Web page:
Roger Cozien: It is an illusion, a semiotic heresy, and it does not make sense to think that the information contained in a picture is neutral, not at all. The degree zero of interpretation does not exist. Therefore, there is no degree zero of photography. A photograph is only a point of view.

I am not talking here of photographs that have been staged and/or modified for propaganda purposes, but of those made by a professional photographer with a certain level of experience and ethics. I find it easy to hand out good points and bad points and to play the role of judges when rules are not specific, and when the same people playing the role of judges did not have the necessary reflection on that matter.

Otherwise, one could say the photographer is useless! We may as well use automatic cameras, then! Because, if the photographer is not allowed to do anything, if he has no point of view to express, we could very well send robots, drones and surveillance cameras, and everything will look the same! On the contrary, if we reckon there is a need of a photographer, we have to accept that he expresses his point of view in his photographs. But he shall not lie either.
The software does not see all of this. It analyzes everything there is to say about the photo, and then, we make the decision. But when we use Tungstène, we take into account all these considerations, and we think about what the photographer meant before saying that a photograph is falsified.

Nathalie Hof: The line between what is acceptable and what is not seems to be quite blurred. Renderings realized in post-production, which could be detected on Tungstène, can also be made when the photograph is taken, for example.

Roger Cozien: Imagine a photographer who takes his photo in RAW format. With development software, he balances the whites, the colors, and he enhances a bit the saturation on the image. In short, very simple things. At what point does it become alteration, then?

We have the tendency to say: Those are our criteria that if there was to be a limit, it would be as such: we shift from development to alteration from the moment information is destroyed, as compared to the mathematic information contained in the file at the time of the shot. For example, when there is an electric cable or a board somewhere on the image, which I am not satisfied with and which I then remove. Or when I would have liked this board to be redder and that I make it so.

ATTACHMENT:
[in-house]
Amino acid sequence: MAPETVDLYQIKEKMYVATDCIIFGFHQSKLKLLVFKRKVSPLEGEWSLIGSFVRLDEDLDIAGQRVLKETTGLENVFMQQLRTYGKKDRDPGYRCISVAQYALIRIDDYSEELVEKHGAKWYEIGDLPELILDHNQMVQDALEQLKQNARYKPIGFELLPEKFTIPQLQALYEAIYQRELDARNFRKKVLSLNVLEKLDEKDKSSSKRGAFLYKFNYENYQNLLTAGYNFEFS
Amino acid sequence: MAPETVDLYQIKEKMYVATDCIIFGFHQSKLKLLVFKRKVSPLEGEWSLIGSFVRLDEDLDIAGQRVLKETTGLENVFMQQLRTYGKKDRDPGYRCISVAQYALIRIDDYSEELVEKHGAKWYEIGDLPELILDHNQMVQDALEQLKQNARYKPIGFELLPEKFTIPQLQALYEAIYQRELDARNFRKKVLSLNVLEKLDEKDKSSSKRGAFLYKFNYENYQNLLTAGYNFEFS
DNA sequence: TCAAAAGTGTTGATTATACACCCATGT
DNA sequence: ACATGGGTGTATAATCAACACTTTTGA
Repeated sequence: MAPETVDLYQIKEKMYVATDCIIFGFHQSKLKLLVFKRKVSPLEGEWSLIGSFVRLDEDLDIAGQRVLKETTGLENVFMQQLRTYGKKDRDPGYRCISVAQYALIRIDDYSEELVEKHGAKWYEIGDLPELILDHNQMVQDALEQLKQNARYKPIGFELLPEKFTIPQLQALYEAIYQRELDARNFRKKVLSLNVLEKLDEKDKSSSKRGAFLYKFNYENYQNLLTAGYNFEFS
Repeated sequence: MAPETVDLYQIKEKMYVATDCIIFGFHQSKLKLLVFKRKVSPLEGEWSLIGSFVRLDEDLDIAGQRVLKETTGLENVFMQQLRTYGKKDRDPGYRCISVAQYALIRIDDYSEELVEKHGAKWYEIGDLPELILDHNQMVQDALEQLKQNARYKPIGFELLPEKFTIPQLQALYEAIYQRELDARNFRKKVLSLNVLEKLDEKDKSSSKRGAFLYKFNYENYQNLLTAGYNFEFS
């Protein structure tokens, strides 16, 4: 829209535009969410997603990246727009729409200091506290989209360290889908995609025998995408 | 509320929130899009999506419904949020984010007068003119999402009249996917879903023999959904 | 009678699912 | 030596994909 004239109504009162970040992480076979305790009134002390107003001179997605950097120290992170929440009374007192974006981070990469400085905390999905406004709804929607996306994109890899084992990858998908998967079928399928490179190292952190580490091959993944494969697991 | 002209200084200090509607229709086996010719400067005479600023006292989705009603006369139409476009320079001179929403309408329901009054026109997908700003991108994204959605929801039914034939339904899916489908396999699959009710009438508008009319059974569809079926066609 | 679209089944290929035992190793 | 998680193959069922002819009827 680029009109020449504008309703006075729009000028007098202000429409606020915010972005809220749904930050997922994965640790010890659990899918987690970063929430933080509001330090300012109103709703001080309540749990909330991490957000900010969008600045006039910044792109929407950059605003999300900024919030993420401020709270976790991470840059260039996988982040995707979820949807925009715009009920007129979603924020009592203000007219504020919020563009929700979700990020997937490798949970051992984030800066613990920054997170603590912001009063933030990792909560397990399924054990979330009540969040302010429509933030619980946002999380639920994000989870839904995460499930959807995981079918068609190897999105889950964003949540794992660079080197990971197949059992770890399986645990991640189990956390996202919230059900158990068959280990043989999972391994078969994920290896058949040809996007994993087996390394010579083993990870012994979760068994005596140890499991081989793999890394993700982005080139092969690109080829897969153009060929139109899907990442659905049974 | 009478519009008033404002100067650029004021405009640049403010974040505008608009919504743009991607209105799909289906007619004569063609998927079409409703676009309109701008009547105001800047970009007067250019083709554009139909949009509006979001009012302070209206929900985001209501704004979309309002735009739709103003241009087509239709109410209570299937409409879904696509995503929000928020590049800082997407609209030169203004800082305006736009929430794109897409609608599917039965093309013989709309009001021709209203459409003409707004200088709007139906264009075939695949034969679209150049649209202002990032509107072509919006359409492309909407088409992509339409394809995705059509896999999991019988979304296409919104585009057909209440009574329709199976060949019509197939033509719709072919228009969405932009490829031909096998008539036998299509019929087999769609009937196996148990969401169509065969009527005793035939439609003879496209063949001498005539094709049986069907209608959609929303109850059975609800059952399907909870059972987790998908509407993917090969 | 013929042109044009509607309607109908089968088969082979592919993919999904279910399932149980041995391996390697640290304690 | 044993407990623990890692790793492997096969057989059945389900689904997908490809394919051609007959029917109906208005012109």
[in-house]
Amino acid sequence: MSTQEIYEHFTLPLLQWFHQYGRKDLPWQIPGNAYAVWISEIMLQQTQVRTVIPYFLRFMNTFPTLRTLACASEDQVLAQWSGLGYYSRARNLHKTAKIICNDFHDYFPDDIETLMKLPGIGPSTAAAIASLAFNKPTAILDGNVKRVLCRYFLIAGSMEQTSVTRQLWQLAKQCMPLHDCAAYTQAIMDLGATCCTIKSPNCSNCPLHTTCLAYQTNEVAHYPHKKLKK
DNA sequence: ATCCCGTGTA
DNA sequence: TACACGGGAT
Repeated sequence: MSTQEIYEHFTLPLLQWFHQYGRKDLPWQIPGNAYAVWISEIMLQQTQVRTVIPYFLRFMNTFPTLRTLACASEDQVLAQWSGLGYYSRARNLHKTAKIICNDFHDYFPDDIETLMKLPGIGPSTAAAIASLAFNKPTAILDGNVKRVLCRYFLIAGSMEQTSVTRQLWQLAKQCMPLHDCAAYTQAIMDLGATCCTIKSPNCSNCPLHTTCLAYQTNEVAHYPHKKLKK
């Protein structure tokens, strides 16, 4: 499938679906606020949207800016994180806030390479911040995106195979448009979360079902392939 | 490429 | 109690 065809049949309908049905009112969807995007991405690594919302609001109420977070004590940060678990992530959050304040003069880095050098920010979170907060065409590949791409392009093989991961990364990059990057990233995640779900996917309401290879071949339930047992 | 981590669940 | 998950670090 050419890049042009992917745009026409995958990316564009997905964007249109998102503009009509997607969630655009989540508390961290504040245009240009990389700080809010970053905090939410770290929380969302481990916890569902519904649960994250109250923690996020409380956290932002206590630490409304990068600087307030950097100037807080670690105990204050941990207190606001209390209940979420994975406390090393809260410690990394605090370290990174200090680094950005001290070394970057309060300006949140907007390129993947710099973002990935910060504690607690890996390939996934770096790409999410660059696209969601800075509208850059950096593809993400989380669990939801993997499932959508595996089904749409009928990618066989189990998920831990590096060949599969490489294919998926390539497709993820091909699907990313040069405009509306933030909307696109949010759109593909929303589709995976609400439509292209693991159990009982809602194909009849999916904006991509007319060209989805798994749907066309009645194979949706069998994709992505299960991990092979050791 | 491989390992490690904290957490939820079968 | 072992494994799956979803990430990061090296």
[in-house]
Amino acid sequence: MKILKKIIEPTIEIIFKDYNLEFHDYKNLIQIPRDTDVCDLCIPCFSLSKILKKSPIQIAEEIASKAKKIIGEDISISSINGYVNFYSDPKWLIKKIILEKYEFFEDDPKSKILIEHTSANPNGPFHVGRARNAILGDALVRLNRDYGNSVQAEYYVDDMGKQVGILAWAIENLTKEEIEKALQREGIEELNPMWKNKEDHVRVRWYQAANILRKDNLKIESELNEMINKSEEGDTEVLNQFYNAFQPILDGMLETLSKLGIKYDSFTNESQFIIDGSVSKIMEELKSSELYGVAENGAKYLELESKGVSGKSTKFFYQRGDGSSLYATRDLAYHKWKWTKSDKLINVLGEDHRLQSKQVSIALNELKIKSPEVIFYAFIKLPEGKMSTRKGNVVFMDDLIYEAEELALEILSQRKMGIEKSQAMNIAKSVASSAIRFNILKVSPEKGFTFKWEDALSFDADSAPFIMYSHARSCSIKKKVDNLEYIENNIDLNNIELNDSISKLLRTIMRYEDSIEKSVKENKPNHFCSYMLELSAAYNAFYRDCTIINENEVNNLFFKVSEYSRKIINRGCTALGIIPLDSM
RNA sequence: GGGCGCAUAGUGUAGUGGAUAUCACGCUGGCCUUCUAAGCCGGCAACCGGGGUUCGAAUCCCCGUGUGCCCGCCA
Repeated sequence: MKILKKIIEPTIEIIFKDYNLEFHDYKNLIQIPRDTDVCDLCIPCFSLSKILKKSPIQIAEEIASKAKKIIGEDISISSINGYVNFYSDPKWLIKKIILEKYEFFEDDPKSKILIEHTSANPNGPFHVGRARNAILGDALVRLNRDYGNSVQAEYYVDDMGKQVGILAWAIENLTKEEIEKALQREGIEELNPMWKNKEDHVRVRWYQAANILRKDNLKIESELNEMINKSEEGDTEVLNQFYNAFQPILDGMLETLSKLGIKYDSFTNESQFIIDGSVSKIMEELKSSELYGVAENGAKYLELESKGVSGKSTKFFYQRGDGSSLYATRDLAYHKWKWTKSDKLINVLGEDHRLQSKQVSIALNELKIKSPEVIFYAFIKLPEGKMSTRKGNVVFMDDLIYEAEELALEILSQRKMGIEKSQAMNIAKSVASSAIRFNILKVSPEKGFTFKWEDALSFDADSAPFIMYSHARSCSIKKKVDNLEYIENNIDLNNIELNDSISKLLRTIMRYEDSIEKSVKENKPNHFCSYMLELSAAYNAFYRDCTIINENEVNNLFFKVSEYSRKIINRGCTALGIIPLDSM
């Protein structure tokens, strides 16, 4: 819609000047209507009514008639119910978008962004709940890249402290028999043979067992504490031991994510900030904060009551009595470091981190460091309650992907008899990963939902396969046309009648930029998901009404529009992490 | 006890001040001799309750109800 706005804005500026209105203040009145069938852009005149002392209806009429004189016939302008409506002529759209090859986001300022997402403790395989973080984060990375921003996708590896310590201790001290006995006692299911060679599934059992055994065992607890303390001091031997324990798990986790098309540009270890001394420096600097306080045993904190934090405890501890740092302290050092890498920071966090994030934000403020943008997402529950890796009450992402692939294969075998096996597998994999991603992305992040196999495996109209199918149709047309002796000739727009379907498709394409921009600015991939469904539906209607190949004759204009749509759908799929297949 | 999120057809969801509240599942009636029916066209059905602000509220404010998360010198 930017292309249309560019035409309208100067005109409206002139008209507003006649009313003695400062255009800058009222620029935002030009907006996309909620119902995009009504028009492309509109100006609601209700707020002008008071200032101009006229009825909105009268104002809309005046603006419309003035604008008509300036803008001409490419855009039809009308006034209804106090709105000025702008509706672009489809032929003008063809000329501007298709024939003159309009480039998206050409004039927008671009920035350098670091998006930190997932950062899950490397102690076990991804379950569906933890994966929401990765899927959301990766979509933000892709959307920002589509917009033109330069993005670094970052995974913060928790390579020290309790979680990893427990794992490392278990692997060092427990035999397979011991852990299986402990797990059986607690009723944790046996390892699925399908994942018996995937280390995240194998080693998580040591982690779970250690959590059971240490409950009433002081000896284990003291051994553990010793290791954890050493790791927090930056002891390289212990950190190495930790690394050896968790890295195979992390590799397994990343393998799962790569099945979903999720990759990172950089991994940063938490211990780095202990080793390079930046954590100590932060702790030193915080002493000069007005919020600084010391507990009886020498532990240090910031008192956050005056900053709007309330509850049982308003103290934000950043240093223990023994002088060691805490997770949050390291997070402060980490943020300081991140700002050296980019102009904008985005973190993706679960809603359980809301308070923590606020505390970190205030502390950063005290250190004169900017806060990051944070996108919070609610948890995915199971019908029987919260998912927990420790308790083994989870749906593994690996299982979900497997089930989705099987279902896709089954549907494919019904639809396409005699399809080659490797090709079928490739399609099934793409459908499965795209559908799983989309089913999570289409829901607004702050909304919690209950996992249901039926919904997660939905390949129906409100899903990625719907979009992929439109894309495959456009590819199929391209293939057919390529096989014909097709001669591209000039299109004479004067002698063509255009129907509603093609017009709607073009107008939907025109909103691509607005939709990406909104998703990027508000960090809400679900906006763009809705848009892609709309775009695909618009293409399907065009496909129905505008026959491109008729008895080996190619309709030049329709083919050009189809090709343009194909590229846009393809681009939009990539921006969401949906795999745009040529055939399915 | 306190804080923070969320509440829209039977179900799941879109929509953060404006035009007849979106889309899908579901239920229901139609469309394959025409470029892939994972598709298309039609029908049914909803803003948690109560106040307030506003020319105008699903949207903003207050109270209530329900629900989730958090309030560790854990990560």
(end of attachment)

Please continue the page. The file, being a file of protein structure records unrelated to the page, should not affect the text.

Take another situation. The photographer develops his photo, re-saves it under a JPEG format, and then sends it to the agency. Depending on its editorial needs, the agency will adjust the balance of the whites, colors and contrasts very lightly, and without modifying the image. But afterwards, the image will be bought by a newspaper, a media, a website. The problem is that the photographer – the sole witness of what he captured – is very rapidly out of the process. The process is very long, and at each step, everybody can intervene without asking the photographer’s opinion. As soon as he sends his file, it does not belong to him anymore. And the last website using his photograph can modify it, without the photographer ever knowing about it.

Nathalie Hof: Are there limits to the use of Tungstène to detect the manipulation of images?

Roger Cozien: Yes, of course. The software is a tool. Like all tools, it has its limits. That is why we are continuously working on it. We are now using the sixth version, but we are preparing the seventh. We are adding new filters as we go along, and we adapt the old ones to the trends in manipulation that we see on the Internet or in the press. A few years ago, it was cloning, for example, which is the fact of duplicating objects. Now, it has almost completely disappeared. Also, our approach to video is not satisfying. As it happens, we just asked for funding at the European level to research manipulations on video.

This interview was first published, in French, by the leading photography online magazine OAI13.

Contact us at editors@time.com.

SPONSORED FINANCIAL CONTENT

You May Like

EDIT POST